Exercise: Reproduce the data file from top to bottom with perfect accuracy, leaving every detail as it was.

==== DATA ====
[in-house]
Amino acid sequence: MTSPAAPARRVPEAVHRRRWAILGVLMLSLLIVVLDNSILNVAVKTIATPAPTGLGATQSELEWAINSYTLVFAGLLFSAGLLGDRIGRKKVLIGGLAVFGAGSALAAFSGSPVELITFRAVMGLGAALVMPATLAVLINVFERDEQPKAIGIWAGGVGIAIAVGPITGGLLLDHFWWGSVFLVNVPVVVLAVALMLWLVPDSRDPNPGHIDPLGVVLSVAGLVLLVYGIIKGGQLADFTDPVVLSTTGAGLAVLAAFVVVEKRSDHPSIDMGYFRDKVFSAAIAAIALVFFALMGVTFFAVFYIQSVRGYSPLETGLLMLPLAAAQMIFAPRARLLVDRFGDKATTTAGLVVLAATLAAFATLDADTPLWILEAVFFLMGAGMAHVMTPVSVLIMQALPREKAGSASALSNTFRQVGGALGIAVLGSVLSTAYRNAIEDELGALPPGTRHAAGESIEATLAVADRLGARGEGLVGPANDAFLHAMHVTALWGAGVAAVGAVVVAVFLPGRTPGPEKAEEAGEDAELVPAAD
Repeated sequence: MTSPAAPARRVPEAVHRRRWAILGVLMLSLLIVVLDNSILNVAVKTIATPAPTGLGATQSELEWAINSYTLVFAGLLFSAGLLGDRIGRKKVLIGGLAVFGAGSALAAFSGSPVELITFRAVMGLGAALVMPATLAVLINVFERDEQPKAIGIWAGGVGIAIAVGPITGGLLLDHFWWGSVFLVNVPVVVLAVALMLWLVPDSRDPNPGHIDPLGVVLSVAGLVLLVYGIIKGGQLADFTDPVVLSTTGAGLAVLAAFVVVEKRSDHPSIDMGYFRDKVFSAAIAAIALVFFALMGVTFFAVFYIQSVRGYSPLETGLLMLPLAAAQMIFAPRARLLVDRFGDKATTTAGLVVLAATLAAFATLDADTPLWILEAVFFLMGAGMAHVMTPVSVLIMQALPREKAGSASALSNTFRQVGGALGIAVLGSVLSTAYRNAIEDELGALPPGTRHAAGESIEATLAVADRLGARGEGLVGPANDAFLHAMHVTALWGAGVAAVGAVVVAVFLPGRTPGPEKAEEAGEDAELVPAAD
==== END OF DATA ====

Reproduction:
[in-house]
Amino acid sequence: MTSPAAPARRVPEAVHRRRWAILGVLMLSLLIVVLDNSILNVAVKTIATPAPTGLGATQSELEWAINSYTLVFAGLLFSAGLLGDRIGRKKVLIGGLAVFGAGSALAAFSGSPVELITFRAVMGLGAALVMPATLAVLINVFERDEQPKAIGIWAGGVGIAIAVGPITGGLLLDHFWWGSVFLVNVPVVVLAVALMLWLVPDSRDPNPGHIDPLGVVLSVAGLVLLVYGIIKGGQLADFTDPVVLSTTGAGLAVLAAFVVVEKRSDHPSIDMGYFRDKVFSAAIAAIALVFFALMGVTFFAVFYIQSVRGYSPLETGLLMLPLAAAQMIFAPRARLLVDRFGDKATTTAGLVVLAATLAAFATLDADTPLWILEAVFFLMGAGMAHVMTPVSVLIMQALPREKAGSASALSNTFRQVGGALGIAVLGSVLSTAYRNAIEDELGALPPGTRHAAGESIEATLAVADRLGARGEGLVGPANDAFLHAMHVTALWGAGVAAVGAVVVAVFLPGRTPGPEKAEEAGEDAELVPAAD
Repeated sequence: MTSPAAPARRVPEAVHRRRWAILGVLMLSLLIVVLDNSILNVAVKTIATPAPTGLGATQSELEWAINSYTLVFAGLLFSAGLLGDRIGRKKVLIGGLAVFGAGSALAAFSGSPVELITFRAVMGLGAALVMPATLAVLINVFERDEQPKAIGIWAGGVGIAIAVGPITGGLLLDHFWWGSVFLVNVPVVVLAVALMLWLVPDSRDPNPGHIDPLGVVLSVAGLVLLVYGIIKGGQLADFTDPVVLSTTGAGLAVLAAFVVVEKRSDHPSIDMGYFRDKVFSAAIAAIALVFFALMGVTFFAVFYIQSVRGYSPLETGLLMLPLAAAQMIFAPRARLLVDRFGDKATTTAGLVVLAATLAAFATLDADTPLWILEAVFFLMGAGMAHVMTPVSVLIMQALPREKAGSASALSNTFRQVGGALGIAVLGSVLSTAYRNAIEDELGALPPGTRHAAGESIEATLAVADRLGARGEGLVGPANDAFLHAMHVTALWGAGVAAVGAVVVAVFLPGRTPGPEKAEEAGEDAELVPAAD